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10.5593/sgemsocial2018H/21/S05.015

THE ITALIAN-AUSTRIAN WAR AND THE ADRIATIC COASTAL PLANNING A THEME OF MILITARY ARCHEOLOGY

S. Isgro
Tuesday 10 April 2018 by lib_admin

References: 5th International Multidisciplinary Scientific Conference on Social Sciences and Arts SGEM 2018, www.sgemvienna.org, SGEM2018 Vienna ART Conference Proceedings, ISBN 978-619-7408-31-7 / ISSN 2367-5659, 19 - 21 March, 2018, Vol. 5, Issue 2.1; 111-128 pp, DOI: 10.5593/sgemsocial2018H/21/S05.015

ABSTRACT

The planners of coastal defenses, starting from the first years of the Unification of Italy, began to concentrate their interest in organizing a major fortification system in some of the main coastal cities characterized by the presence of ports. When around 1910 it was felt that a breaking of relations with Austria would inevitably lead to conflict, the attention was moved to the north eastern border, resulting in an increased activity in assuring the fortification of this border area. The technological innovations and the progress of science, among many the one of the armaments, had very soon highlighted the inadequacy of the existing forts with the consequence of the modification of the constructive criteria. The city of Venice, defended in the past along the coastline by twelve forts and batteries located on the seafront and largely positioned on the islands of the lagoon as a control on the various connection channels, and by five forts on the mainland instead, will be object of particular attention and studies by the Commission for the close defense of the coasts, in 1882; the latter foresaw an initial construction of a battery followed by another four, bases for the main operation; for delaying the taking of possession on the part of an enemy from the sea; individuate that could have been useful for war operations or serve as a refuge for naval forces; obtain an active vigilance of the coast. While the Istrian coast, starting from Grado to the east, offered to the Austro-Hungarian Navy a number of excellent ports and safe anchorages for large battleships, the Italian coast did not present any natural harbor that could even remotely rival the inlet of Pula and the others, of Kotor and Sibenik. In the Upper Adriatic the only port was represented by the Venetian structure.The development of the new fortified structures led, therefore, to the construction, during 1912, of three coastal batteries: on the Lido coast the battery “Emo”, in Palestrina the “Dandolo” and in Cavallino the “San Marco” battery. In this last monograph Provisions for the anti-aircraft defense of the military zone of Venice we have a precise explanation of the dislocation and planning of the infrastructural system in support of the “fixed defense”. The coastal observation stations of Grado, Porto Buso, Porto Lignano, Punta Tagliamento, etc; the watch towers located in Udine located in Udine, Oderzo, San Dona di Piave, etc. Added to these are the coastal batteries in the Cavallino area, the subject of some recent or even current adaptation interventions, which open up to the theme of architecture in the coastal environment, and to that of coast modification and planning of the same, with the inevitable consequences on the landscape and sometimes urban planning; think, then, to the many traces, visible today, of the Decauville railway system, punctuated by the military telephone line, which open even more to the theme of military archeology, as well as the various dredging and excavation works of the Pordelio canal, and of the other places behind the coast line. Coastal areas are of strategic importance as they perform economic, residential, transport and recreational functions of particular relevance strictly dependent on physical characteristics, landscape beauty, cultural heritage, natural resources; bands of sea-land interactions, dynamic and fragile, to be protected, in a comprehensive and integrated way, as "sensitive" areas where often conflicting activities are concentrated. Therefore, the contribution, starting from the knowledge of the coastal planning forms in the Adriatic coast at the outbreak of the conflict with the Austro-Hungarian empire, through a brief review of the fixed defense works, coastal batteries, but also of all other complementary means of action and subsidiaries of the defense itself, in adherence to the indications proposed by the European Commission (2006), intends to call attention to the issue of protecting the coastal environment and the importance of resorting to holistic, participatory and open planning and management methods.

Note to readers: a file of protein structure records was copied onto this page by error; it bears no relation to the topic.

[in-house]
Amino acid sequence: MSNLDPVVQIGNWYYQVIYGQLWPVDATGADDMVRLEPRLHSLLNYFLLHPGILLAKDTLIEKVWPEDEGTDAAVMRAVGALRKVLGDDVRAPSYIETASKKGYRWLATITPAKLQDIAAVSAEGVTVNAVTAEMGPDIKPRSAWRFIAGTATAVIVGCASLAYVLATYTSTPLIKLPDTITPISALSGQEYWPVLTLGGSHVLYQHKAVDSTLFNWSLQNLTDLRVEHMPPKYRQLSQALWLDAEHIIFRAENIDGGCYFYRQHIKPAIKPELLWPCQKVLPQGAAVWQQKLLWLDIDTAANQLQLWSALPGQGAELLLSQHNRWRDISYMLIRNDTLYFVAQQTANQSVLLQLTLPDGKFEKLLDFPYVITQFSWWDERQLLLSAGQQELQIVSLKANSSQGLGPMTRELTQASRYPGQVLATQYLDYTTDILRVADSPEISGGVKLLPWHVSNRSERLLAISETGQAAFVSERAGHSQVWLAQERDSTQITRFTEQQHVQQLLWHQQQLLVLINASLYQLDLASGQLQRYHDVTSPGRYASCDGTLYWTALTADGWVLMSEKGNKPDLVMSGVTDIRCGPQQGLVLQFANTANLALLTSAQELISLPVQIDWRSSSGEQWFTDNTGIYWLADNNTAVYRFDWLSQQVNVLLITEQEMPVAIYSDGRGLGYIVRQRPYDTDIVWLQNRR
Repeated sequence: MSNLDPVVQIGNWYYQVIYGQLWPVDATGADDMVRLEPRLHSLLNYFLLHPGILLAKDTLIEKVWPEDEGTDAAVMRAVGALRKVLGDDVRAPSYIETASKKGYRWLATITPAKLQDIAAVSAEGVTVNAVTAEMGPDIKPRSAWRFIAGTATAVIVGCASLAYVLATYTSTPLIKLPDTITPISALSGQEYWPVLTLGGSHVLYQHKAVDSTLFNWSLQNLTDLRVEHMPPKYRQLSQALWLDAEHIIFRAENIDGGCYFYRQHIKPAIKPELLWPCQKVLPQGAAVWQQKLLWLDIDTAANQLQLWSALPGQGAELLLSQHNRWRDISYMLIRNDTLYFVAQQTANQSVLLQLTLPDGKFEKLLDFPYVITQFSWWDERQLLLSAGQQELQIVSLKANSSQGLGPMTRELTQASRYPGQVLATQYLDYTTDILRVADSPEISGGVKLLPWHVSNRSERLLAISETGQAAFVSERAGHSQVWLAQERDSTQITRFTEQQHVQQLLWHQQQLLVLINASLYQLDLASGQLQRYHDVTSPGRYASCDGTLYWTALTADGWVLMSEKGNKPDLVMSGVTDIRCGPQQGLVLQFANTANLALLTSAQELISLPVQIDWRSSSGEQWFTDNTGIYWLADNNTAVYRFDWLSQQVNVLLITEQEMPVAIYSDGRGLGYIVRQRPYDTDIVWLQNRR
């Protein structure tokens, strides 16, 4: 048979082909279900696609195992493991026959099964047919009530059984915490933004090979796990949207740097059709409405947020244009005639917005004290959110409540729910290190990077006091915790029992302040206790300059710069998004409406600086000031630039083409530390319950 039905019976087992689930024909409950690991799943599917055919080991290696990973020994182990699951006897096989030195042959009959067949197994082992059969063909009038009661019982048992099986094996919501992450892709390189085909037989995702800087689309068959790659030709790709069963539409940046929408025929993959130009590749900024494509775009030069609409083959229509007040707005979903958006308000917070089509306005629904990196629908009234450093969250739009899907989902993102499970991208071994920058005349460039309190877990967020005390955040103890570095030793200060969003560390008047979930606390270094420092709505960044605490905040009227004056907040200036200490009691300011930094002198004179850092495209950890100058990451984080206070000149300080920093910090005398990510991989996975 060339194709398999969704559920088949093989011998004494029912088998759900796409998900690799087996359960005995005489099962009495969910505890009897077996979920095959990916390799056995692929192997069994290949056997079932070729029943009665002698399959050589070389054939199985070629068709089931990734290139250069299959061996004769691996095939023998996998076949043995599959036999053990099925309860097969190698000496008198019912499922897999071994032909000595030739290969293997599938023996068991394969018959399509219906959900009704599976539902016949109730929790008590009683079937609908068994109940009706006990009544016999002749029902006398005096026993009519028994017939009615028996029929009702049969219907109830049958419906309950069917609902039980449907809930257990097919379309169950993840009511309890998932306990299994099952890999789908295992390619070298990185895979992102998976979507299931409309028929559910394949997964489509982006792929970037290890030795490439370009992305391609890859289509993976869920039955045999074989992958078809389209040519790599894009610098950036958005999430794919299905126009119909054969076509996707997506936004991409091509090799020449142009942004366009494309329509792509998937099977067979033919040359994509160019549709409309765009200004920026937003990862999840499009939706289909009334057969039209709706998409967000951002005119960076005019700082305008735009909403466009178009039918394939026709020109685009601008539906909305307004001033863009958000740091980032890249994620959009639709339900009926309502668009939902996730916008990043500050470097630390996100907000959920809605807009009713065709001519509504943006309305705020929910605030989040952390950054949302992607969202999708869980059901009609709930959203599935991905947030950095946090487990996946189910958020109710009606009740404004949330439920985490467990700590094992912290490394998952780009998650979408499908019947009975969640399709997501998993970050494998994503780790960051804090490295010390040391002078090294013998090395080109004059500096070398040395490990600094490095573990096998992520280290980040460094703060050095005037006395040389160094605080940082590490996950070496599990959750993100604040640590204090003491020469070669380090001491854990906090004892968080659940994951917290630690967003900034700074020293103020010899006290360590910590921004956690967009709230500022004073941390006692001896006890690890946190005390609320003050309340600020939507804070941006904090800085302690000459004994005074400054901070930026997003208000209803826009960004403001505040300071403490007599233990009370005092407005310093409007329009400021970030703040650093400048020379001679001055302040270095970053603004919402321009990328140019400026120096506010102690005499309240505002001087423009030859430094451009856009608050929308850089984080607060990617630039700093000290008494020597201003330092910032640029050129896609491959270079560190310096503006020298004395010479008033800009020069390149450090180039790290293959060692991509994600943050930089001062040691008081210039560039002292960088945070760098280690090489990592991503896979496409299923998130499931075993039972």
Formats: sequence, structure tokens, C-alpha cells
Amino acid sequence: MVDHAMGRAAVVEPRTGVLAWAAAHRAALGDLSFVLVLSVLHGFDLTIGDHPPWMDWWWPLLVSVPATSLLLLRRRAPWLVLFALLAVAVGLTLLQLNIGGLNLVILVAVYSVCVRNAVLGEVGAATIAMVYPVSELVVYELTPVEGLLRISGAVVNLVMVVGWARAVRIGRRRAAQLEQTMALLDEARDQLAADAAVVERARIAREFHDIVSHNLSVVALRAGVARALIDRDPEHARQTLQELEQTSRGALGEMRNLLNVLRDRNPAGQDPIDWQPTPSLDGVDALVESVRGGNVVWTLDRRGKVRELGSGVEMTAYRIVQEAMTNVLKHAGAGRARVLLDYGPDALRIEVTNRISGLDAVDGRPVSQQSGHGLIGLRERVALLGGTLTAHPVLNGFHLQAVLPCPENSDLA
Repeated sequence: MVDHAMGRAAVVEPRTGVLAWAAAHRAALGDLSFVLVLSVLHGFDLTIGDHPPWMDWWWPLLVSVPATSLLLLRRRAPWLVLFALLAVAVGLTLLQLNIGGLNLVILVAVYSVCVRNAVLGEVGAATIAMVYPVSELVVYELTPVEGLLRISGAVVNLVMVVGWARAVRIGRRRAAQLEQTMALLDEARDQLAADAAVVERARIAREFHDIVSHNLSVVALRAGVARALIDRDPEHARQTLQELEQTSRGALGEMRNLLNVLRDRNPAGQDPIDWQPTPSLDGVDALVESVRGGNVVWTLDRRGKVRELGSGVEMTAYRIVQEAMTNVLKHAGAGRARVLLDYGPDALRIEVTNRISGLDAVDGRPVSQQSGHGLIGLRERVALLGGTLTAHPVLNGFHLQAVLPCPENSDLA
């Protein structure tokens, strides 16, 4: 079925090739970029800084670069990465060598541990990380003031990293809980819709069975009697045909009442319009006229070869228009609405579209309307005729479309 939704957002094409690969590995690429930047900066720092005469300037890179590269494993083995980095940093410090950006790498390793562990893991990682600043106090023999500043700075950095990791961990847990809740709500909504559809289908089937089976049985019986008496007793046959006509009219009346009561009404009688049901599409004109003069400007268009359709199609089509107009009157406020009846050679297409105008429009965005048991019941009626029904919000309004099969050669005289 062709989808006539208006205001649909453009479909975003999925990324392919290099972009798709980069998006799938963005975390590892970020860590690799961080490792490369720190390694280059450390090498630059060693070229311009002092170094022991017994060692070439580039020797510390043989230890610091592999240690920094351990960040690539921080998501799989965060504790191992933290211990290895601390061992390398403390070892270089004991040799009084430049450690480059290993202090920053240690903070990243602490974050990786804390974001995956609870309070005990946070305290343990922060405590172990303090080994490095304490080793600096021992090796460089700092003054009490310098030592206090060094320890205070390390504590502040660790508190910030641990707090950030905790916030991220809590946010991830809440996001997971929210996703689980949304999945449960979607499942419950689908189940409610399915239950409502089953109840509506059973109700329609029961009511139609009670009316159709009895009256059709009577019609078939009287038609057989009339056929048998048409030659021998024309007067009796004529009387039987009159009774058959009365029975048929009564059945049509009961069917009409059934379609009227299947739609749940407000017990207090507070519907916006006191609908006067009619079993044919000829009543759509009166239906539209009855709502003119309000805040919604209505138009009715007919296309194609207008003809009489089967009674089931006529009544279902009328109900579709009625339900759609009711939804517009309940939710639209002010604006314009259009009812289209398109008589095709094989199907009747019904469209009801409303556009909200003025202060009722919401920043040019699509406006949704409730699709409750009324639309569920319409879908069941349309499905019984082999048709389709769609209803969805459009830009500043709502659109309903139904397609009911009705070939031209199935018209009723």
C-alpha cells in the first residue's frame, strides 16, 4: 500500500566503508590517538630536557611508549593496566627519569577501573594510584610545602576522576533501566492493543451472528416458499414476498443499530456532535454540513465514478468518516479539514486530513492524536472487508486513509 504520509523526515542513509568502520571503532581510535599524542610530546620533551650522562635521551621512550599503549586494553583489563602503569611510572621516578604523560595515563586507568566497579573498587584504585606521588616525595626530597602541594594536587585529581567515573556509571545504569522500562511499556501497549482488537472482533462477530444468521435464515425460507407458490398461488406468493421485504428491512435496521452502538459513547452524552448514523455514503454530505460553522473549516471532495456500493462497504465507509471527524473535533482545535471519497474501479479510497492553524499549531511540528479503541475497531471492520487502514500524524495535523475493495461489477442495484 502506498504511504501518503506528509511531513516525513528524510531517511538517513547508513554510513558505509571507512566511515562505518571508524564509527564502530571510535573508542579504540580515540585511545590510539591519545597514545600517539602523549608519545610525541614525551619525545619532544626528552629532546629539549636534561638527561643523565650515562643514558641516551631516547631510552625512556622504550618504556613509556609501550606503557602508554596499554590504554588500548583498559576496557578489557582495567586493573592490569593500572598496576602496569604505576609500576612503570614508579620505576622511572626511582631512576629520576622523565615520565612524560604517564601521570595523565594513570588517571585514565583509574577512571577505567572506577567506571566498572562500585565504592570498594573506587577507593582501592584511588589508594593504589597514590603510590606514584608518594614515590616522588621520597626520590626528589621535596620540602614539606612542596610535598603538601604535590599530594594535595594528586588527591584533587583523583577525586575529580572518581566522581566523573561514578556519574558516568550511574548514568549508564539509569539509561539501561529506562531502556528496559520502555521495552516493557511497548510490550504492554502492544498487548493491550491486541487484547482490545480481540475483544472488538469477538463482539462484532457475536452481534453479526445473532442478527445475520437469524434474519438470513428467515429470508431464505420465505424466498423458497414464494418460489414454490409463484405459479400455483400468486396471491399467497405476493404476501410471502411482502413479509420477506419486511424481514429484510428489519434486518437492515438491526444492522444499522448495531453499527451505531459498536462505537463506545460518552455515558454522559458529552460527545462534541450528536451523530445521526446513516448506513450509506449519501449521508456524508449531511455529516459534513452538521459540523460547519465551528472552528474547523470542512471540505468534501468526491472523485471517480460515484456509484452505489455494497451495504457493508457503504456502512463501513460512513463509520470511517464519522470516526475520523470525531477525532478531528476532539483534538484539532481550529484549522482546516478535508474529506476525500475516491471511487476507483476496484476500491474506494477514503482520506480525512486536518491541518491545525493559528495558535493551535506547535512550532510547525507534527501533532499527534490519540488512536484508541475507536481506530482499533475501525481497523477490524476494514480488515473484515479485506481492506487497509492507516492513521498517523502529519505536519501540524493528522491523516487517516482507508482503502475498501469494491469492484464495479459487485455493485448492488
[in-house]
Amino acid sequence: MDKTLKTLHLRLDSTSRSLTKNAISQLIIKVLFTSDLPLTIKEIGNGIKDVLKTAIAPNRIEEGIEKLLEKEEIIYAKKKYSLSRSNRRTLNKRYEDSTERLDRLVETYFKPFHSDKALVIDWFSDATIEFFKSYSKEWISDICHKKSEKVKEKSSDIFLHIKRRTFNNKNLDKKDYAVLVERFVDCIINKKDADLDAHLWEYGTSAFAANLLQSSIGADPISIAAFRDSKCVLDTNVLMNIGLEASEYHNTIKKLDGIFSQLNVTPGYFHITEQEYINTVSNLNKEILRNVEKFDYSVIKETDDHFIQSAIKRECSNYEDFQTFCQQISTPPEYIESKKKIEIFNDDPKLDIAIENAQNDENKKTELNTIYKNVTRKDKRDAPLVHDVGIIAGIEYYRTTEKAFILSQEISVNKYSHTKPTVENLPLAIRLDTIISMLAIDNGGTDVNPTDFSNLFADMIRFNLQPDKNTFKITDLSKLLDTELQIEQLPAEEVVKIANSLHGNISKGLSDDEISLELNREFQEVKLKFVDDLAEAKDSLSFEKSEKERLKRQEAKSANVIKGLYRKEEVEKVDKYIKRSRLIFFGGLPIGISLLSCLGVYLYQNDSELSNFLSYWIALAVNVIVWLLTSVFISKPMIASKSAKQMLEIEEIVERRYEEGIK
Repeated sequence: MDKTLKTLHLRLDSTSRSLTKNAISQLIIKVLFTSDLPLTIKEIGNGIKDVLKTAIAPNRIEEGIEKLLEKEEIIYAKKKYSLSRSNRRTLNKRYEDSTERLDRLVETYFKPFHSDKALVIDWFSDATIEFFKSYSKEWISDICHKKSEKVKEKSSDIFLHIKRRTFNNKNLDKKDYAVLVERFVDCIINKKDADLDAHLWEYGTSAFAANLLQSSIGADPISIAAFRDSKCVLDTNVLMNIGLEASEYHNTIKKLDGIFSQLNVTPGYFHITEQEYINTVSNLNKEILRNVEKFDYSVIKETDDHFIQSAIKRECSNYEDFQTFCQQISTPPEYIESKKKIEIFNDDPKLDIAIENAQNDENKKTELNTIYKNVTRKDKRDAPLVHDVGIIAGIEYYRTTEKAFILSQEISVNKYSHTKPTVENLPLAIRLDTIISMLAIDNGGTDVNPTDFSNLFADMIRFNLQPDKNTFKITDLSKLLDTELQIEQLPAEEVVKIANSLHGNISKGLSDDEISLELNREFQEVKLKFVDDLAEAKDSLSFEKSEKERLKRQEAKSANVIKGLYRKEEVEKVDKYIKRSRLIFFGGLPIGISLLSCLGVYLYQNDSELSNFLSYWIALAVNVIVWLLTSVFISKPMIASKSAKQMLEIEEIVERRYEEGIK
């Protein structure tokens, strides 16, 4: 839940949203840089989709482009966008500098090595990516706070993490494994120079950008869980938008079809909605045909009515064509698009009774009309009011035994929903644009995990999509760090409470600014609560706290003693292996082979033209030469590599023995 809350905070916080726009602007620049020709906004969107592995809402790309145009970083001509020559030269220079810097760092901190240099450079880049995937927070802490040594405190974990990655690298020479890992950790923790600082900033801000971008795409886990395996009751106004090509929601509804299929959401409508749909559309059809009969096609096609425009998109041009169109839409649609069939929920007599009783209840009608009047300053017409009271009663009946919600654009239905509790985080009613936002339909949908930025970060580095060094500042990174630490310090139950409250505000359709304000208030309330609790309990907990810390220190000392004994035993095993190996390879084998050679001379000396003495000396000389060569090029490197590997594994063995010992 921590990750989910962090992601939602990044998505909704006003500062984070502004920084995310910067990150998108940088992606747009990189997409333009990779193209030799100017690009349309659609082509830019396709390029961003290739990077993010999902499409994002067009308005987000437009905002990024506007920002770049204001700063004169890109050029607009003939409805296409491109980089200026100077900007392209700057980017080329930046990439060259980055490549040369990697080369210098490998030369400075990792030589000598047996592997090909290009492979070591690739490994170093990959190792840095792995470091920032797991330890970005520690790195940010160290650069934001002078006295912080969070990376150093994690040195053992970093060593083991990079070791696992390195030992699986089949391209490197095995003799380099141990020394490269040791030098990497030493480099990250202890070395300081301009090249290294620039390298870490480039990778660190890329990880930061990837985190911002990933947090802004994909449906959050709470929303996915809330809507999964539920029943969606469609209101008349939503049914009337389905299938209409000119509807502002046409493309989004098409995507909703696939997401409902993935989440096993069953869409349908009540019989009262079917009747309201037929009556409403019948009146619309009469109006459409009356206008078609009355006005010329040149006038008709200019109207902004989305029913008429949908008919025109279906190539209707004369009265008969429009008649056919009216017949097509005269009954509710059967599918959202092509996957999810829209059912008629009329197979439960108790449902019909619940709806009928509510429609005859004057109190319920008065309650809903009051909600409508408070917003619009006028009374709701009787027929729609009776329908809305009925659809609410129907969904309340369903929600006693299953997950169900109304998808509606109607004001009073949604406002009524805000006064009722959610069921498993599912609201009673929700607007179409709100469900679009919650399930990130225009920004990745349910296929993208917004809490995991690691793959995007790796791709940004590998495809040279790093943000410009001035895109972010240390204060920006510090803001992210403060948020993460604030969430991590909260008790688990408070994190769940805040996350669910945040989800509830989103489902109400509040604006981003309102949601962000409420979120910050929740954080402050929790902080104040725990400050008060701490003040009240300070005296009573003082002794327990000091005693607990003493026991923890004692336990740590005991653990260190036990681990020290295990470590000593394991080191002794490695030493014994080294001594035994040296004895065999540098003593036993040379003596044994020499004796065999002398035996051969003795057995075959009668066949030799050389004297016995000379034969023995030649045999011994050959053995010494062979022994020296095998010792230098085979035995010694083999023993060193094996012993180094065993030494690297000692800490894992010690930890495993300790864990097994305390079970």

Keywords: Enrico Rocchi, First World War, fortification, Venetian estuary, Cavallino area.


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